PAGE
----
Changing the Landscape
Natural Materials, Adventure Courses Top Design Trends
By Deborah L. Vence
Landscape design continues to evolve, with more natural elements and adventure courses being added to offer park-goers a little bit of everything.
"In the past, a park was a park. And it included a standard set of parks that wasn't necessarily tailored to the ecology of the place. That has really changed. When we work on a park, we want to understand as much of the context, from the politics to the economy to the social situation and the place where we're designing, and, to try and really have that resonate with the people that are there," said Mark Naylor, project director at Civitas Inc., a landscape architecture firm based in Denver.
For sure, parks have become a bigger draw for people than just a simple leisurely stroll. Parks can be a place for people to experience adventure and hold special events.
What's on Trend?
A shift toward including more natural or reclaimed materials continues to be a growing trend in landscape design.
"For example, some playground manufacturers are bringing back wood material (Robinia or Black Locust) in combination with climbing ropes," said Andy Howard, a landscape architect and principal with Hitchcock Design Group, a landscape architecture firm in Naperville, Ill.
"There is a growing interest in creating play environments that provide children with connections to nature. By incorporating items, such as wood materials, manufacturers are attempting to address that need," he said. "Also, the use of wood material allows trees that may no longer be healthy to be repurposed into play structures on the same site," he added. "Climbing ropes are making a comeback because they provide children with challenges and encourage decision-making skills that typical playground equipment may not provide them with."
Incorporating an adventure or challenge course to landscapes is another popular trend.
"More recreation providers are open to providing higher-risk activities that serve the tween and teenager groups, which is an age demographic that is sometimes difficult to serve," Howard said. "Rope courses, zip lines, large net climbers, and new ways of swinging and spinning have made their way into the playground markets."
Community and school gardens are trending upward, too, "that focus on educating us [on] where our food comes from and making healthy eating choices."
Howard added that recreation providers are offering more programming and spaces for growing gardens within their communities. "School parent/teacher organizations and not-for-profit organizations are starting school gardens in small urban spaces as a way to revitalize and strengthen their local community," he said.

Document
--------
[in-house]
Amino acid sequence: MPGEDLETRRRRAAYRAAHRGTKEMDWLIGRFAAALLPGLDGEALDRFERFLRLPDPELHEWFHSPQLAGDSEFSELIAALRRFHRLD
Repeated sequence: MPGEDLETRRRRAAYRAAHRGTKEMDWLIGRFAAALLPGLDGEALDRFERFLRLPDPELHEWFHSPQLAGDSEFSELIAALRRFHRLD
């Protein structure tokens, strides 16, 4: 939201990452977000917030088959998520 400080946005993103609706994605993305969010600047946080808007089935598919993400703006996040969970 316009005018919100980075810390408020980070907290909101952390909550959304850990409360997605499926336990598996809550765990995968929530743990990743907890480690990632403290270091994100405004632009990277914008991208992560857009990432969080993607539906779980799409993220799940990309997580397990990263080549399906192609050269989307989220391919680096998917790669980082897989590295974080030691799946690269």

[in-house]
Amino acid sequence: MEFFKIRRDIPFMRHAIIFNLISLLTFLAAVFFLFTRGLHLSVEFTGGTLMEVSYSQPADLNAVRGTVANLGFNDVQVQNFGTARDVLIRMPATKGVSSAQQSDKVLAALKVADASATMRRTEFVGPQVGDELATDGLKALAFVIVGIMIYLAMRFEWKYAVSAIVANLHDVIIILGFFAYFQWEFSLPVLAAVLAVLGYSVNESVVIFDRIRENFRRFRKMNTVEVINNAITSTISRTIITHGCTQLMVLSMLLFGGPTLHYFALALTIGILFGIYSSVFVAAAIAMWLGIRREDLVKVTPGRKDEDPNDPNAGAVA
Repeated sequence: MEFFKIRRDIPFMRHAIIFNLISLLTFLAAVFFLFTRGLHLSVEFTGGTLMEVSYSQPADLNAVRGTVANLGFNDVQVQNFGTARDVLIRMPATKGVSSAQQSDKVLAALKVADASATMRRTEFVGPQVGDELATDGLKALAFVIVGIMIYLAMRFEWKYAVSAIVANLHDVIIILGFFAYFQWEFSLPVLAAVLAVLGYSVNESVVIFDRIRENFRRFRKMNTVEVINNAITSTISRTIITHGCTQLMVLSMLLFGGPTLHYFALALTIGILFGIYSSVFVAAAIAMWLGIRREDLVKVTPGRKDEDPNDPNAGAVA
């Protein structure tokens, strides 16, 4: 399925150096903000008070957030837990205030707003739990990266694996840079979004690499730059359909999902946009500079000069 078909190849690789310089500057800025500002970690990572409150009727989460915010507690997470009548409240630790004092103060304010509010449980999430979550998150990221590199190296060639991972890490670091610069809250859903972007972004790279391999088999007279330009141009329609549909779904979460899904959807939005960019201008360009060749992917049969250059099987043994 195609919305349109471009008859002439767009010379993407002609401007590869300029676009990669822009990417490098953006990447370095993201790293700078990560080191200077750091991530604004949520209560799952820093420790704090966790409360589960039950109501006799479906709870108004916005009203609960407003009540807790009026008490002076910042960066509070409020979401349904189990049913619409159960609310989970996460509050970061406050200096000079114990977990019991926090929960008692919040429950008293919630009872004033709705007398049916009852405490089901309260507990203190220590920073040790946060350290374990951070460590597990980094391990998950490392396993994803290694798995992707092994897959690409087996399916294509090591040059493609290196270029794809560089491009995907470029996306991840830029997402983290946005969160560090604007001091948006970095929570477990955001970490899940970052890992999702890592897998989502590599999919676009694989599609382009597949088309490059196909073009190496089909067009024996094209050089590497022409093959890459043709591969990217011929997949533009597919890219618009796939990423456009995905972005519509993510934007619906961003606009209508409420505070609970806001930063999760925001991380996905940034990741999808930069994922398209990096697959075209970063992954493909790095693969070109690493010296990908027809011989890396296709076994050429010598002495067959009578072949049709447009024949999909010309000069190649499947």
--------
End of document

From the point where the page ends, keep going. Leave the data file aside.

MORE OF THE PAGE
Other trends include the use of technology advancements to promote more sustainable, green practices. Examples include reclaiming water for irrigation or watering, capturing roof water into rain cisterns for re-use, geothermal heating and cooling, and solar and wind energy harvesting to lower energy costs are at the forefront when designing recreation facilities.
"More in-depth research during the landscape design process is a trend. Several landscape design projects are moving forward with research as the goal itself," Howard said. "Creating landscapes that can be evaluated and observed from both the user group side to the materials integrated into the landscape provides invaluable insight for future design considerations."
Naylor noted that another trend he sees is in "making cities healthier."
"We're working in the Bronx [in New York] right now. We're actually working with the metrics to see if we can measure a discernible difference in places that have open space Ö trails and parks and how they improve health," he said.
To expand on this example, the New York Restoration Project (NYRP) is spearheading a transformative master plan to renovate a network of open spaces in Mott Haven and Port Morris in the South Bronx. The plan, called the Haven Project, was developed with the community and released in July 2015, and now NYRP is working to fund the proposed renovations and build them, according to information from the NYRP website.
"The Haven Project aims to demonstrate measurable health and social outcomes resulting from an improved physical environment at the neighborhood scale. For example, one hypothesis is that by improving access to Randall's Island, residents' physical activity will increase with a correlative decrease in health care costs. As a first step, we will capture baseline health data and quality of life indicators, which we will track as the project progresses."
A number of people are involved with the project, including Civitas landscape architects Mark Johnson and Jason Newsome, community health researchers Gina Lovasi, Ph.D., MPH, and Lori Fingerhut from the Columbia University Mailman School of Public Health, as well as project leader Deborah Marton.